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Pope Benedict found the peace and unity he seeks on his pilgrimage to Israel, more than a little elusive on his first full day in the country. But in each case, the problem lay not so much with the Pope, as it did with his audience, both Jewish and Muslim.
Standing, wreath in hand, at Yad Vashem, Israel’s national Holocaust memorial, Pope Benedict declared the the names of those “killed” in the Holocaust, will never be forgotten. His use of the word “killed” instead of murdered to describe the victims, set off a fire storm among some Israelis, including more than one government minister. The Pope’s word choice was taken as an affront because the victims were referred to “only” as killed, as it that somehow dishonored their memory or failed to recognize the enormity of the evil which was the Shoah.
While I appreciate that personal pain might lead one to this conclusion, it strikes me as misguided in at least two ways:
First, if the central purpose of the Pope’s memorial visit was to recall the lives of those lost, and not to send a political message, then the killed/murdered distinction isn’t meaningful in that particualr context. Second, unlike the Hebrew Bible which teaches “thou shalt not murder”, both the Greek and Latin Translations of that same verse in Exodus 20, read “thou shalt not kill”. So from a theological perspective, which one imagines is most important to the Pope, the distinction does not exist. “Killed” or “murdered”, the victims of the Holocaust had their lives taken by those who violated God’s will for humankind.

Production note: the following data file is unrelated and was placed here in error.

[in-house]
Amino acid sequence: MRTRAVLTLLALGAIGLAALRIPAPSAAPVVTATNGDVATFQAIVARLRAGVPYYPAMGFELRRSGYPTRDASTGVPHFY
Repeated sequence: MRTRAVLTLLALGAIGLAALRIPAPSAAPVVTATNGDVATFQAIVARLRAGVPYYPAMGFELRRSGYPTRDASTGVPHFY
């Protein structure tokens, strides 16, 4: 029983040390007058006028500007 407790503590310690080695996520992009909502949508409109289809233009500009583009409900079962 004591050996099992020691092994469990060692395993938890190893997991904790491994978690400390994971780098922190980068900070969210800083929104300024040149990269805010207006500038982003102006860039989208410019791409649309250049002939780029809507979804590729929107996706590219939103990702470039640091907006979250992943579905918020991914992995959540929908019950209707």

But Muslims in the Holy Land had their moment also, and in some ways it was was far more troubling. Sheikh Tayseer al-Tamimi, s senior religious leader in the Paletinian Authority, lashed out at Pope Benedict during a meeting of Christian, Jewish and Muslim clergy.
Shouting out to the Pope, Tamimi accused Israel of “Murdering women and children; destroying mosques and palestinian cities.” Without debating either the accuracy of his claims or the sincerity with which he spoke, the Sheikh’s behavior points to his desire, not for peace or even reconciliation. His behavior points only to his desire to enlist the Pope in his own cause.
The Pope has come to Israel both seeking, and seeking to build, peace and unity. As I prepare to meet with him on Thursday I will keep that uppermost in my mind and pray that tomorrow is a better day.